Turn Your Ear & Fix Your Eyes (Proverbs 4:20-27)

My son, attend to my words.

    Turn your ear to my sayings.

21 Let them not depart from your eyes.

    Keep them in the center of your heart.

22 For they are life to those who find them,

    and health to their whole body.

23 Keep your heart with all diligence,

    for out of it is the wellspring of life.

24 Put away from yourself a perverse mouth.

    Put corrupt lips far from you.

25 Let your eyes look straight ahead.

    Fix your gaze directly before you.

26 Make the path of your feet level.

    Let all of your ways be established.

27 Don’t turn to the right hand nor to the left.

    Remove your foot from evil.

Proverbs 4:20-27 (WEB)

The other day my wife was talking to me, and like a dutiful husband, I was nodding and saying “Uh-huh…” in all the right places. My mind however, was somewhere else! I had to hold my hands up and admit that although I was hearing the words, I wasn’t really listening.

Verse 20 of Proverbs 4 is a rather eloquent way of saying “Listen up!” Attending to someone’s words is not simply to hear them, but rather to engage with them. Likewise, turning one’s head in the right direction (so that the ear is pointed at the speaker) is not nearly enough to ensure the instruction hits home.

Solomon is again entreating us to listen, to take on board and to respond to the wisdom of his teaching.

In a similar way, verse 21 encourages us to keep Wisdom’s teachings before our eyes and thus planted in our hearts. This idea of God’s Word and wisdom not departing from our eyes is an exhortation to be both regular and consistently reading and studying the Scripture.

A 30-minute sermon on a Sunday is not enough. A 5-minute devotional each morning may be encouraging, but it may be insufficient to receive the full counsel of God’s Word.

For me at least, little and often may be the key. I have followed “Bible in a year” plans before, and while useful in some cases, it can become a burden or even chore as we wade through six or more chapters each morning.

Better to read and meditate on a few Bible verses regularly, than read a dozen pages without taking it in.

Better to read and #meditate on a few #Bible verses regularly, than read a dozen pages without taking it in.

That is not to take Scripture out of context, I hasten to add. There is just as much danger in reading your favourite few verses all the time, and not engaging with the wider text or understand its place in the big picture.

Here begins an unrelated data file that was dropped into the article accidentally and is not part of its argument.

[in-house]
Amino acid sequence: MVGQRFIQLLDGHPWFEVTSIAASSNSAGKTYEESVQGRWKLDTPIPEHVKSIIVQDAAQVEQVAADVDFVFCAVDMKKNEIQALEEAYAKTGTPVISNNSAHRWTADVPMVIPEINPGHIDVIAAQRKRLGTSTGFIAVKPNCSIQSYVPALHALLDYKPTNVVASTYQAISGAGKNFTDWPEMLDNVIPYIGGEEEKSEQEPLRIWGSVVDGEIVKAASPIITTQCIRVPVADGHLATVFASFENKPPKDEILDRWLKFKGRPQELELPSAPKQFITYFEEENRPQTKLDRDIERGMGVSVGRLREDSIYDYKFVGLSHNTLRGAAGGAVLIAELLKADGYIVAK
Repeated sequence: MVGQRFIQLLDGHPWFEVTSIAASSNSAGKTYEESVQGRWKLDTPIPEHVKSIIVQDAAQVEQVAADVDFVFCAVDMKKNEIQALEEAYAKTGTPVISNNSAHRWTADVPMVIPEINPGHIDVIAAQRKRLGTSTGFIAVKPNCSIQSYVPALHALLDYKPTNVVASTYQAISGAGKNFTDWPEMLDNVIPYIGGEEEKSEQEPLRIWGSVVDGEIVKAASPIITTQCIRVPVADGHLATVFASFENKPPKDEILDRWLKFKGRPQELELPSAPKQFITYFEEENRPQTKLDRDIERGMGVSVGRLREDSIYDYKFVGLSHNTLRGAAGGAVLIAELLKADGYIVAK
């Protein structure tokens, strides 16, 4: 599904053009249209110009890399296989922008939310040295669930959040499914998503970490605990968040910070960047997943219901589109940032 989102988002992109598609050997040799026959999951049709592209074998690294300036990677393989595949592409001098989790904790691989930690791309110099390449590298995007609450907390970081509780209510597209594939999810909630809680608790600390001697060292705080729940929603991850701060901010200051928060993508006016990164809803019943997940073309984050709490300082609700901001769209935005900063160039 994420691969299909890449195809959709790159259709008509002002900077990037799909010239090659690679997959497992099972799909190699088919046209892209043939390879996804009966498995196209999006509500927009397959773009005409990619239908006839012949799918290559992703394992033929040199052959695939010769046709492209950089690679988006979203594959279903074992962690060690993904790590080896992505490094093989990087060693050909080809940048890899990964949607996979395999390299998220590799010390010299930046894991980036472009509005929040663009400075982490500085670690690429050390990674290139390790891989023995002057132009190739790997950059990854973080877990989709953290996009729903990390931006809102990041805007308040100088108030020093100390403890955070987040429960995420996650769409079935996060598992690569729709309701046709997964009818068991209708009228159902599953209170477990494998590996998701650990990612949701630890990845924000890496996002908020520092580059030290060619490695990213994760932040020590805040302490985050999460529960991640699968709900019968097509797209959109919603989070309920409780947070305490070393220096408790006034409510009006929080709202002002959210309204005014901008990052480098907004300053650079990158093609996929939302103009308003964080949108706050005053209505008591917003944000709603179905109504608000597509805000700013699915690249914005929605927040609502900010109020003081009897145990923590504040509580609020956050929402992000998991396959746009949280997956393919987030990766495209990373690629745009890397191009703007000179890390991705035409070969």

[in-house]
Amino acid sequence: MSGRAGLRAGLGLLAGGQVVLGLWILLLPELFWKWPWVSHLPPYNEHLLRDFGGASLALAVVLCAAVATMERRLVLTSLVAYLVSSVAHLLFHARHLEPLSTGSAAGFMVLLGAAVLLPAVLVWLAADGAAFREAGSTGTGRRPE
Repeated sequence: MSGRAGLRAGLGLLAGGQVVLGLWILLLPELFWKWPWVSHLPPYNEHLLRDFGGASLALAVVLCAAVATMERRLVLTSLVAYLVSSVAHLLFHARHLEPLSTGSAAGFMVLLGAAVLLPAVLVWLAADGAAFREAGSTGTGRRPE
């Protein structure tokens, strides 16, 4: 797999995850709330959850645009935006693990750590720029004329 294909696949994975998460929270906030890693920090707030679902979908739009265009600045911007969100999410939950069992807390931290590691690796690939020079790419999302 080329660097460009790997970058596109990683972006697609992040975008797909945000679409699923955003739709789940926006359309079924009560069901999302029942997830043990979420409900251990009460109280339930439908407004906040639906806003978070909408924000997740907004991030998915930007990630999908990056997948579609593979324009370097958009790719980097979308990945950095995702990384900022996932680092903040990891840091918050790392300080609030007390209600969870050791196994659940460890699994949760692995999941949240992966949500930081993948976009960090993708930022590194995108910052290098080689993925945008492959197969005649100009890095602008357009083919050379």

Verse 22 says:

For they are life to those who find them,

    and health to their whole body.

Proverbs 4:22 (WEB)

Verse 22 has always been a verse which fascinates me. It says that God’s word, or the instruction of wisdom, provides life to those who find them and even health to our physical bodies. We touched on this in previous posts on the book of Proverbs, and clearly living wisely will lengthen your life. Smoking, drinking or eating to excess, or not looking after oneself is not wise, and as a consequence will of course reduce one’s lifespan.

The word translated as “health” here is the Hebrew word marpe’ and is most often translated as “health” (as above) or “healing.” It can also be rendered as “cure” or “remedy” also.

Could it be that the very studying of God’s Word can bring health to us, and I mean in some supernatural way rather than as a natural consequence of living right? While some would give a definite yes to that question, others would dispute it. I would encourage you to study its meaning for yourself.

The WEB translation of verse 23 is a little confusing, to me at least! Here it is from the NLT:

Guard your heart above all else,

    for it determines the course of your life.

Proverbs 4:23 (NLT)

Despite talking of the health of the body in the last verse, this one is not referring to our blood pump, but rather our inner self. Guarding our heart is very much in line with what this passage has been talking about. Too few of us take seriously what we allow into our hearts and minds. Instead of keeping the Word of God before us constantly, we fill ourselves with ungodly entertainment or gossip. We are foolish if we think our hearts can go unscathed by such continual battering.